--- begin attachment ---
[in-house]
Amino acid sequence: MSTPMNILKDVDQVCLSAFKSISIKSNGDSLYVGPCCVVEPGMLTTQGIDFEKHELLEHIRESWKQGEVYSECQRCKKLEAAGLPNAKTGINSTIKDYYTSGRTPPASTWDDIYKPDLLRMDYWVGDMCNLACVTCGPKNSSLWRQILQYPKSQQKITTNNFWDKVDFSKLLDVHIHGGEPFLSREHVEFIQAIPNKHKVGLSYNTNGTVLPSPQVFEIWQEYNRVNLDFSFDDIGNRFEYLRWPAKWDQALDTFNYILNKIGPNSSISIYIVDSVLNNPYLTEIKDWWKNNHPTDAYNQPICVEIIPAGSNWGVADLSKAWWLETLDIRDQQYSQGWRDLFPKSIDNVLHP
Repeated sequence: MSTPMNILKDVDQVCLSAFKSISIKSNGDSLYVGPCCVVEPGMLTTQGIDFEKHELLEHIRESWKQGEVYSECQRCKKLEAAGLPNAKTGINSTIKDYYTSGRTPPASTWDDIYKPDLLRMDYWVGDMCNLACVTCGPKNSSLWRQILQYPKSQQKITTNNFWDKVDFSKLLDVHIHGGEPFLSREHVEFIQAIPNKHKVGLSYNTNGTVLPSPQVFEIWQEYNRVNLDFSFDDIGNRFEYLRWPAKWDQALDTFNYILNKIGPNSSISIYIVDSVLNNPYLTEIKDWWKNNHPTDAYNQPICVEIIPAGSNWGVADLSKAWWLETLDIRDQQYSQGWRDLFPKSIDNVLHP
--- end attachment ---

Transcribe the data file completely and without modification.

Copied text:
[in-house]
Amino acid sequence: MSTPMNILKDVDQVCLSAFKSISIKSNGDSLYVGPCCVVEPGMLTTQGIDFEKHELLEHIRESWKQGEVYSECQRCKKLEAAGLPNAKTGINSTIKDYYTSGRTPPASTWDDIYKPDLLRMDYWVGDMCNLACVTCGPKNSSLWRQILQYPKSQQKITTNNFWDKVDFSKLLDVHIHGGEPFLSREHVEFIQAIPNKHKVGLSYNTNGTVLPSPQVFEIWQEYNRVNLDFSFDDIGNRFEYLRWPAKWDQALDTFNYILNKIGPNSSISIYIVDSVLNNPYLTEIKDWWKNNHPTDAYNQPICVEIIPAGSNWGVADLSKAWWLETLDIRDQQYSQGWRDLFPKSIDNVLHP
Repeated sequence: MSTPMNILKDVDQVCLSAFKSISIKSNGDSLYVGPCCVVEPGMLTTQGIDFEKHELLEHIRESWKQGEVYSECQRCKKLEAAGLPNAKTGINSTIKDYYTSGRTPPASTWDDIYKPDLLRMDYWVGDMCNLACVTCGPKNSSLWRQILQYPKSQQKITTNNFWDKVDFSKLLDVHIHGGEPFLSREHVEFIQAIPNKHKVGLSYNTNGTVLPSPQVFEIWQEYNRVNLDFSFDDIGNRFEYLRWPAKWDQALDTFNYILNKIGPNSSISIYIVDSVLNNPYLTEIKDWWKNNHPTDAYNQPICVEIIPAGSNWGVADLSKAWWLETLDIRDQQYSQGWRDLFPKSIDNVLHP